Gas Boilers are central heating systems that use different types of fuels to burn – most commonly natural gas (on a grid) or bulk oil, LPG stored on site. This fuel is then burned in the boiler’s combustion chamber, normally by the burner fitted onto the boiler. The heat then warms the water in the heat exchanger to around 70°C domestic (industrial and commercial boilers operate at a higher temperature). This heated water is then pumped around the property through pipes and radiators in order to heat space, and can also be pumped directly to taps or showers.
Types of Industrial and Commercial Boilers
There are two general types of boilers: fire-tube and water-tube. Boilers are classified as high-pressure or low-pressure and as steam boilers or hot water boilers. Boilers that operate higher than 15psig are called high-pressure boilers.
A hot water boiler, strictly speaking, is not a boiler. Technically, it’s a fuel-fired hot water heater. It is because of its many similarities to a steam boiler that the term ‘hot water boiler is used.
Single-pass fire tube
These boilers are likely to be found in older establishments, dry cleaners or in factories where clothes are manufactured. Typically they are used for creating the steam required for ironing processes. Single-pass fire tube hot water boilers can be found in many other buildings such as schools, office buildings, hospitals, universities, libraries, and other similar facilities.
They represent older boiler types with a single set of fire tubes, whereby the burner fires into the tubes at one end and gas combustion products exhaust to the flue at the other end. Because there is only one pass of combustion products, the heat transfer to water is not very efficient, efficiencies are likely to be down around 60% (or less).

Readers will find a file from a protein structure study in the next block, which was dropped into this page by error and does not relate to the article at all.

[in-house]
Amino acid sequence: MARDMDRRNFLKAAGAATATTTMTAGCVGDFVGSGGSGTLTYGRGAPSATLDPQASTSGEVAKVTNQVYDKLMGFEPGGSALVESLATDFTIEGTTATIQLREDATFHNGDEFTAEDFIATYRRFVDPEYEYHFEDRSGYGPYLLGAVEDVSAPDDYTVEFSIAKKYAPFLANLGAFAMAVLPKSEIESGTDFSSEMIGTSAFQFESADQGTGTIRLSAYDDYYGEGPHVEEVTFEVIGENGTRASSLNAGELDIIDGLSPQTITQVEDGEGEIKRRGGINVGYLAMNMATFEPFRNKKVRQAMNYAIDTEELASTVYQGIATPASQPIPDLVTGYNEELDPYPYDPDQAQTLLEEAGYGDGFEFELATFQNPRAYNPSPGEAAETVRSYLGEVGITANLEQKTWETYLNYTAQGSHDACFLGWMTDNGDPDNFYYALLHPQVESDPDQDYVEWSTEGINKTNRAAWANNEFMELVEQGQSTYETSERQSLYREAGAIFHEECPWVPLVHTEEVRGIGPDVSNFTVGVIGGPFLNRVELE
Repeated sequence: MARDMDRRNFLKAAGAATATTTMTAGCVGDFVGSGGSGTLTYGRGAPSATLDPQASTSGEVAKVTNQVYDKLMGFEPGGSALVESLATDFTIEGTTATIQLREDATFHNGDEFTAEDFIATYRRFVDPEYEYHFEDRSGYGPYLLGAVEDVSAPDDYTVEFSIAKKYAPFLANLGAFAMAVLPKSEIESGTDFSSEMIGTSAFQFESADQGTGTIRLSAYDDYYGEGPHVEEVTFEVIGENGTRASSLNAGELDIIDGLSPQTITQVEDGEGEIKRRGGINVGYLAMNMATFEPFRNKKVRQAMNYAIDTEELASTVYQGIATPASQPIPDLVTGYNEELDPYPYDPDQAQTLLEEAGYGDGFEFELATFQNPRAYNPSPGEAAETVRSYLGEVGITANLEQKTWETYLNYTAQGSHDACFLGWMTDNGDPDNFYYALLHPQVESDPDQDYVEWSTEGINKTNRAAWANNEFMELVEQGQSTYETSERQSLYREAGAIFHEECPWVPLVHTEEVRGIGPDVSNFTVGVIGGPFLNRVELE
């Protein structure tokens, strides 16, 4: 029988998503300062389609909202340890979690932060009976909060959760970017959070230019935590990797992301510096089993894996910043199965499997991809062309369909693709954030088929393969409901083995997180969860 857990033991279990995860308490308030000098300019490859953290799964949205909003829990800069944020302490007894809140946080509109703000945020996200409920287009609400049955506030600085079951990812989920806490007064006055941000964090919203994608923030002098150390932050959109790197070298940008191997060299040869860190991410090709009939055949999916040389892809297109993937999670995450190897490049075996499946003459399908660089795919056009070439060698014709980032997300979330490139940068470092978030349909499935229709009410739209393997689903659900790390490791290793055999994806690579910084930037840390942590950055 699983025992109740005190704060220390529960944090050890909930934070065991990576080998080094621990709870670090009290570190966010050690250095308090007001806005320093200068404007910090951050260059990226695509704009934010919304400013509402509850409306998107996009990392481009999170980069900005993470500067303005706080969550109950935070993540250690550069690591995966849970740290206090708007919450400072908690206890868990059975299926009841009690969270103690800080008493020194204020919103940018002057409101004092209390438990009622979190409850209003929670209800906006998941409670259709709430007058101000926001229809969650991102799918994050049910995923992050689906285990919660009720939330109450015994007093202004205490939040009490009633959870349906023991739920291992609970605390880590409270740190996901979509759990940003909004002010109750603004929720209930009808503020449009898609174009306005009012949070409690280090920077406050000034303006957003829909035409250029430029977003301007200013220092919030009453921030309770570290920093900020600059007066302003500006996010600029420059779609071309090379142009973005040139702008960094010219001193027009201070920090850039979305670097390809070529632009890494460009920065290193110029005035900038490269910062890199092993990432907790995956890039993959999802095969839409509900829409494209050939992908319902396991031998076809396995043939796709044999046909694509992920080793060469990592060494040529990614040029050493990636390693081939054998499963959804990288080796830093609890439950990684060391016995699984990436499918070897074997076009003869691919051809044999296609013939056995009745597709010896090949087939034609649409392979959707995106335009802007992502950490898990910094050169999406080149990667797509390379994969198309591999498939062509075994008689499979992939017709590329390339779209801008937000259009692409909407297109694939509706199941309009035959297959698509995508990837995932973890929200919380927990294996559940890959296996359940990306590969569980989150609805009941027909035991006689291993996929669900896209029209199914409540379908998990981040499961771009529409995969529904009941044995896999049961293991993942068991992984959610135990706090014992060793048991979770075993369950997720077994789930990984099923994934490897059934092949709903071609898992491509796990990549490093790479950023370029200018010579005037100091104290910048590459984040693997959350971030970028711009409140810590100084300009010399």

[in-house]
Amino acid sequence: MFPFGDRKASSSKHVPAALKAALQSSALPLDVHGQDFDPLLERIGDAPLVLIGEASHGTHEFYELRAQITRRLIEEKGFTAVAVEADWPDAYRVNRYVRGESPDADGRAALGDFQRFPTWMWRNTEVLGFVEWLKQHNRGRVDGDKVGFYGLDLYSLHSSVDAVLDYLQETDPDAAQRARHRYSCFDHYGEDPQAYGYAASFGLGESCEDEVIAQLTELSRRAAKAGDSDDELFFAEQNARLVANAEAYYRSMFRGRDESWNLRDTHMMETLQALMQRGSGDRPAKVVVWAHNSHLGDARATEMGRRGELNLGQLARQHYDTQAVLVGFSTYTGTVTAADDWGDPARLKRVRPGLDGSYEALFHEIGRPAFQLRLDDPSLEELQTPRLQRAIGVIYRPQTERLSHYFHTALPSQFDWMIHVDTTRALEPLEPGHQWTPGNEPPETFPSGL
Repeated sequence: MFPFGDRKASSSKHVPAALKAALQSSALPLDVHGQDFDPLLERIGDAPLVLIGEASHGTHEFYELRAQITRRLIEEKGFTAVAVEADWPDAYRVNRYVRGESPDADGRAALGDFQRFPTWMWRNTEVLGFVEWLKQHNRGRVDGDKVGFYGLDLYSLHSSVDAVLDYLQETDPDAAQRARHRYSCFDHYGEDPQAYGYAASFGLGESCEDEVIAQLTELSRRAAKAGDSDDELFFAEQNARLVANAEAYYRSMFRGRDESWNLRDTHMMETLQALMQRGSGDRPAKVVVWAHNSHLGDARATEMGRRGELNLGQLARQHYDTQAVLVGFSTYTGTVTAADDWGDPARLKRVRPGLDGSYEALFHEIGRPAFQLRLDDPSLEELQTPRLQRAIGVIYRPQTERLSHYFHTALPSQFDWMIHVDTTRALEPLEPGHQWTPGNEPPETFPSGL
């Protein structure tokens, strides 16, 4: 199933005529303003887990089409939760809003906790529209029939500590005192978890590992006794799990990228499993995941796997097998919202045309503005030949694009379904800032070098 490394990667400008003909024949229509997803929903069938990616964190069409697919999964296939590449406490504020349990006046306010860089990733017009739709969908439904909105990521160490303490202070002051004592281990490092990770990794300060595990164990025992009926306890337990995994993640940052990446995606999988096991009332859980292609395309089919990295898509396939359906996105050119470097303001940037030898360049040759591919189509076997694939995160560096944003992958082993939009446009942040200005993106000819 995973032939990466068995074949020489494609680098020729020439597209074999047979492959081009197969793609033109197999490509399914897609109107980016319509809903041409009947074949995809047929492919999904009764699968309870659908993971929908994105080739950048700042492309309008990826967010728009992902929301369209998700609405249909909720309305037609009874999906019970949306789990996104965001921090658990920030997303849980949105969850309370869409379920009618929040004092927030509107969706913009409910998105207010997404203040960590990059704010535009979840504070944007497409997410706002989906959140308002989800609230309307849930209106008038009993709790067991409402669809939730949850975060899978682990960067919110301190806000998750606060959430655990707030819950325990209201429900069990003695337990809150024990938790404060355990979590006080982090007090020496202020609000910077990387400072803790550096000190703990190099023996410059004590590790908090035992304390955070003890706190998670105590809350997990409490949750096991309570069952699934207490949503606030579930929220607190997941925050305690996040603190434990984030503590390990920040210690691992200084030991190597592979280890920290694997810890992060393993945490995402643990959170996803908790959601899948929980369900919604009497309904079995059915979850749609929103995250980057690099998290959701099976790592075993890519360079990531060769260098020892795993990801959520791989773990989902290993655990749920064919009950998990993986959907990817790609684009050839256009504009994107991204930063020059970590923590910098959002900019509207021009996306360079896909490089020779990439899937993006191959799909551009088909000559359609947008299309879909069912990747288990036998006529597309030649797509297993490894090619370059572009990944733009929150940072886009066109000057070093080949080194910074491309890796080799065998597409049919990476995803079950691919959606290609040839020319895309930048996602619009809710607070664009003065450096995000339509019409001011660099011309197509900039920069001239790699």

The boiler will be either vertically or horizontally mounted. On the smaller vertical boilers, the burner system is likely to be natural draught, whilst the larger horizontal boilers will be fired by fanned draught.
Multi-pass fire tube
As the need for higher efficiency boilers grew, so the multi pass system was developed to allow more convective heat transfer surface area. By installing more tubes and creating a system whereby the flow of the combustion gases passes through a second, third and even fourth pass of the tube configuration a better heat transfer and efficiency of the boiler.
The name ‘fire-tube’ says it all: the fire, or hot flue gases from the burner is channeled through tubes that are surrounded by the fluid to be heated. The body of the boiler is the pressure vessel and contains the fluid. In most cases, this fluid is water that will be circulated for heating purposes or converting to steam for process use. These boilers are also found in office buildings, universities, hospitals, schools, and other similar facilities.
Essentially, condensing boilers are water heaters fuelled by oil or gas. These appliances can achieve exceptionally high level of thermal efficiency up to 98%. This high level of efficiency is achieved through the condensing of water vapour which takes place in the heat exchanger and exhaust gases.
With the condensing design, The boiler recovers a good portion of the heat of vaporisation, which would otherwise be wasted. Most models boast efficiencies over 90% when correctly fitted, and when used, the temperature of the return water is at or below 43°C. As the temperature of the return water decreases, the boilers efficiency will increase.
Absence of an effective maintenance regime can lead to a significant drop in a boilers efficiency or could even lead to a breakdown. It is recommended that you service your boiler a minimum of once a year.
Importantly, when natural gas is burned without enough oxygen it burns yellow. This creates a dangerous toxic gas called carbon monoxide, which can be lethal if inhaled for long periods. However, providing you a have a functioning carbon monoxide detector and a regularly serviced boiler, you shouldn’t have any problems at all.